Let me start with the positives. Subhomoy Bhattacharjee’s book on India’s coal story has all the facts that a person might want to know about this industry. And I truly mean it — from July 1836 when, through Carr, Tagore and Company, Dwarkanath Tagore (Rabindranath Tagore’s grandfather), bought out a Raniganj mine in the district of Burdwan some 130 miles northwest of Kolkata, the nationwide scandal on coal block allocations triggered by the Comptroller and Auditor General’s report of August 2012 to Naveen Jindal’s foray into tapping the coal deposits of Mozambique. It is replete with information, hard facts, interviews and extremely plausible conjectures which makes the book an essential reference kit for anyone interested in this complex and messy industry.
Arranged across nine chapters, the book begins with coal in the colonial era right up to the late 1960s, and then moves on to the Coal Mines (Nationalisation) Act of 1973. This was a cornerstone of Indira Gandhi’s nationalisation-driven socialist rule after the Bangladesh war and the bill was enthusiastically piloted by Mohan Kumaramangalam, a sophisticated and erudite trade union leader, an ex-Communist Party of India cadre and her minister for coal and mines. Describing the private sector mines as relics of the Middle Ages and instruments of human oppression, Kumaramangalam argued that if nationalisation was postponed by another 25 years, there would be little or no coal left for the country, barring uneconomical, hazardous units, underground fires and poorly paid workers. Coal nationalisation was Mohan Kumaramangalam’s last hurrah. Very soon afterwards, he was one of the 48 who died in a terrible Indian Airlines crash on 31 May 1973.
The next chapter, ‘Coal on Sale’, looks at the large scale illegal theft in the mining and sale of coal in the decade or so that followed nationalisation — the stuff that made multi-millionaires of thugs led by the infamous four-term MLA Surya Deo Singh who became the legend and godfather of Dhanbad, as well as others such as Babloo Srivastava, Brijesh Singh, Hari Shankar Tiwari and Virendra Pratap Shahi. A part of every transaction in the nationalised mines from recruitment to sales and transport had to be paid to these goons; nothing could work without their say-so and their cuts. Bhattacharjee then uses the theme of ‘coal on sale’ to transit from small to very large sales via Manoj Jayaswal, a hitherto unknown cricket-loving businessman from Nagpur and his application for a large coal block in Chhattisgarh; to be followed by Naveen Jindal and Sandeep Jajodia of Monnet Ispat.
That sets the stage for Bhattacharjee’s next chapter entitled, self-evidently, as ‘Notes from an Auditor’. It covers the famous CAG report under Vinod Rai’s tenure and goes into the entire coal mine leasing scam in great detail — including the irreparable political damage it caused prime minister Manmohan Singh, the intervention of the Supreme Court which nullified almost all hitherto held coal block auctions, and the travails of the coal secretary PC Parakh and his successor Harish Chandra Gupta. To my mind, it is the best chapter of the book.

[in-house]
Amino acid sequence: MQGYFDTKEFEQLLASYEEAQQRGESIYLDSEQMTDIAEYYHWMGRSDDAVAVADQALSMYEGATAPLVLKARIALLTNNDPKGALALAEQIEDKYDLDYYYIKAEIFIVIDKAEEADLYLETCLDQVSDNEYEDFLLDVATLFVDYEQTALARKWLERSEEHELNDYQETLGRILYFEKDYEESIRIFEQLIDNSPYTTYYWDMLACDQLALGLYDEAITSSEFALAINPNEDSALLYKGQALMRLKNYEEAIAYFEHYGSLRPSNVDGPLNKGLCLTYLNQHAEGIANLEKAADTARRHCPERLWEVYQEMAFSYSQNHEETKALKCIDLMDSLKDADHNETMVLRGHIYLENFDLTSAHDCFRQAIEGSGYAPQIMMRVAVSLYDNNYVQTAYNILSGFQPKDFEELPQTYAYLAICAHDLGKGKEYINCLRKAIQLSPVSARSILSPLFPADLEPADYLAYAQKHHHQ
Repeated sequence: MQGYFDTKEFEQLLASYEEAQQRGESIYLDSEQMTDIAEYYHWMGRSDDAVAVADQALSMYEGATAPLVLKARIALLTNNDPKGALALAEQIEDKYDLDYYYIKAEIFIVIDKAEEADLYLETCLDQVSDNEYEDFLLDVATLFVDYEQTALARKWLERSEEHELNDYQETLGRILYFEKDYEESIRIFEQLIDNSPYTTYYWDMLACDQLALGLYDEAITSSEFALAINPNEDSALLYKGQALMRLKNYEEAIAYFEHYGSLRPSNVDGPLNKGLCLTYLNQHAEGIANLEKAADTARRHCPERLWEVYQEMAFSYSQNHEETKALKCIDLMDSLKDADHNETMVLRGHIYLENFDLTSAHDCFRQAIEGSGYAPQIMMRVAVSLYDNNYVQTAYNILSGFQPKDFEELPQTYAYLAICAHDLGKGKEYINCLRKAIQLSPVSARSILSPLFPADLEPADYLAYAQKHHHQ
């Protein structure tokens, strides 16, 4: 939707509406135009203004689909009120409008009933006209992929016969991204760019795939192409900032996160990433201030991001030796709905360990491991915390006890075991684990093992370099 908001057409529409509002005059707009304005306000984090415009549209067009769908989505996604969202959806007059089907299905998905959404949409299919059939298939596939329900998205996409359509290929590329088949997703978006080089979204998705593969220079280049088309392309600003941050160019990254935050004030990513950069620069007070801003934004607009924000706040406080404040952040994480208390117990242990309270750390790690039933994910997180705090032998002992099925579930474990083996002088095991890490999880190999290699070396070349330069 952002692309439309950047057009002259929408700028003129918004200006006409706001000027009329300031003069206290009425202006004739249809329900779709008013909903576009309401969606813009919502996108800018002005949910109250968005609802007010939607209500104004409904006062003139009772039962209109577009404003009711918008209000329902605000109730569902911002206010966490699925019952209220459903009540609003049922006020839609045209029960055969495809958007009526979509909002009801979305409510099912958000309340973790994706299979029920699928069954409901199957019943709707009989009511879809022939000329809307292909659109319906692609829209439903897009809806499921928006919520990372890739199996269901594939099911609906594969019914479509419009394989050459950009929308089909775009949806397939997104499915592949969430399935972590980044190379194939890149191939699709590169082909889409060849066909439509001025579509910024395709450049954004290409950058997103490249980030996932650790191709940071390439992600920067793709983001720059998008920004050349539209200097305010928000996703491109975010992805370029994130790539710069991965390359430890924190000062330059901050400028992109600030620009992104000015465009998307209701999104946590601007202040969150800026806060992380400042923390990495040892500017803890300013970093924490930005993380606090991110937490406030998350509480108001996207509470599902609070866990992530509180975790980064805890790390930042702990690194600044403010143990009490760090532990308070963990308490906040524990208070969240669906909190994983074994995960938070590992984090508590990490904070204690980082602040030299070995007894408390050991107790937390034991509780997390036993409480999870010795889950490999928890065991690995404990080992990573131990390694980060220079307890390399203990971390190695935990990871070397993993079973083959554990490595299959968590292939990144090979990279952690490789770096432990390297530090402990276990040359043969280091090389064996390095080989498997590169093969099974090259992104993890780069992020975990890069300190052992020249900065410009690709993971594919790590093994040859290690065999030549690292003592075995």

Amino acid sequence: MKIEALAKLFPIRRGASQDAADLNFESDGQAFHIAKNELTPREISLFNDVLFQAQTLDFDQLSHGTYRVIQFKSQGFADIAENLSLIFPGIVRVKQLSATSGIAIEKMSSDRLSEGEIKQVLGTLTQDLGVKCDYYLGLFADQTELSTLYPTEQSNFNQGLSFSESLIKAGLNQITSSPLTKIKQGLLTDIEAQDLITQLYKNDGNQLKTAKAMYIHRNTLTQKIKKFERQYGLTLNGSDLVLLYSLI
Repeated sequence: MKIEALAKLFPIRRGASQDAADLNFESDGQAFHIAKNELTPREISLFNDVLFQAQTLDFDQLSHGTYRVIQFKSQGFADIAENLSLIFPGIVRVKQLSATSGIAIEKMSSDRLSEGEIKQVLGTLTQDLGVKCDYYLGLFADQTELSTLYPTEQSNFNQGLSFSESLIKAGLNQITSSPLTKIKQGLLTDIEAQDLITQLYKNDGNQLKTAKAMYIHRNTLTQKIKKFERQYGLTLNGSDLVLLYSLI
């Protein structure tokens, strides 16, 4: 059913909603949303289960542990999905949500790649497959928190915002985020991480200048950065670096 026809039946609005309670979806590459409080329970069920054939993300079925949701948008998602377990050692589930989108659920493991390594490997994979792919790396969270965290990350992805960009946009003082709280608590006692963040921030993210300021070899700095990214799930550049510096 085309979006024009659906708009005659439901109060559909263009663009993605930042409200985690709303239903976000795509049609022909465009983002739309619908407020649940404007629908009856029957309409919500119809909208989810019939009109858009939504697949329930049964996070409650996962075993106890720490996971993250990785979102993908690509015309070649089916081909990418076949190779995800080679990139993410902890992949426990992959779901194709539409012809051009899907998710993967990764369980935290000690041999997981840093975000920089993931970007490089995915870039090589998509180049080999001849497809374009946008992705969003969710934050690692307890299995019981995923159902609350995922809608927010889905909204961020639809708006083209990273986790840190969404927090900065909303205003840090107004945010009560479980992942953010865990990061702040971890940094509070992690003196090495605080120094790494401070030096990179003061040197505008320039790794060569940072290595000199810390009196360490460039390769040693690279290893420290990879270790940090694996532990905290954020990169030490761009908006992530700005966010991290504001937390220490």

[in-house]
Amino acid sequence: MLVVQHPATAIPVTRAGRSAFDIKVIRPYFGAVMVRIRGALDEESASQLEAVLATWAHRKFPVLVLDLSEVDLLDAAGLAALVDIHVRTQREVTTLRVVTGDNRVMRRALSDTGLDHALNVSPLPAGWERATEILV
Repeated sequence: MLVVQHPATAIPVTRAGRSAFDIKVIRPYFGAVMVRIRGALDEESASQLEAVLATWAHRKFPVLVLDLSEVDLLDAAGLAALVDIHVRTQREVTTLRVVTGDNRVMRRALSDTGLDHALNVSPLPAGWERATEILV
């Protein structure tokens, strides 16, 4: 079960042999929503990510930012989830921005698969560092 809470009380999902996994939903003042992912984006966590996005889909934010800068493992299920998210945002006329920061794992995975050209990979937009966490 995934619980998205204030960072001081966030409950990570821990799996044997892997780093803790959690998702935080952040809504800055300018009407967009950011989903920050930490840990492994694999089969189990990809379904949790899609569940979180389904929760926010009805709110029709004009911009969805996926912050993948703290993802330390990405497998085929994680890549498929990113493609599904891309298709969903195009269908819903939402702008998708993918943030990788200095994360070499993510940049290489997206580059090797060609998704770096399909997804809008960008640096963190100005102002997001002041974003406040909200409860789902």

After that, the book meanders over the next four chapters. To be sure, it looks into some key issues such as environmental brakes and the part that Jairam Ramesh played as the minister for environment and forests; the role of entrepreneurs; the cost of the failure of coal block auctions to the banking system, especially those that had large exposures in coal based power plants and associated mining rights; a foray into international acquisitions, mostly in sub-Saharan Africa; and on India’s energy ambitions. Each chapter has considerable information. However, these somehow do not hold together as part of a continuous book.
Which brings me to my basic criticism. Here is a book that has enough material to have become a classic on the subject. Yet, it begs a coherence of purpose and narrative that such a book demands. It is as if there are many informative journalistic copies, each structured in 600-word formats, but few flowing from one to the other, to create tightly knit chapters leading to an ‘un-put-down-able’ book. Unlike, for instance, the books of fellow journalists such as Andrew Ross Sorkin’s Too Big to Fail, William D. Cohen’s Money and Power, any of David Halberstam’s works and, nearer home, some of Arun Shourie’s books or TN Ninan’s Turn of the Tortoise, Bhattacharjee does not tie together the many fascinating micro-pieces into the structure of a consistently well reading book. Perhaps it reflects the absence of the publishing editor, who ought to have helped in this task. Also, there are some serious editorial shortfalls, the most obvious one being that, despite having a 14-page bibliography printed in a tiny font-size, there is not a single footnote or endnote in the text to correlate these with the references.
There are so many informative nuggets in this work which, if fused well, ought to have made for a great book. It is, no doubt, a sound reference guide. But it could have been so much more. And that’s the pity.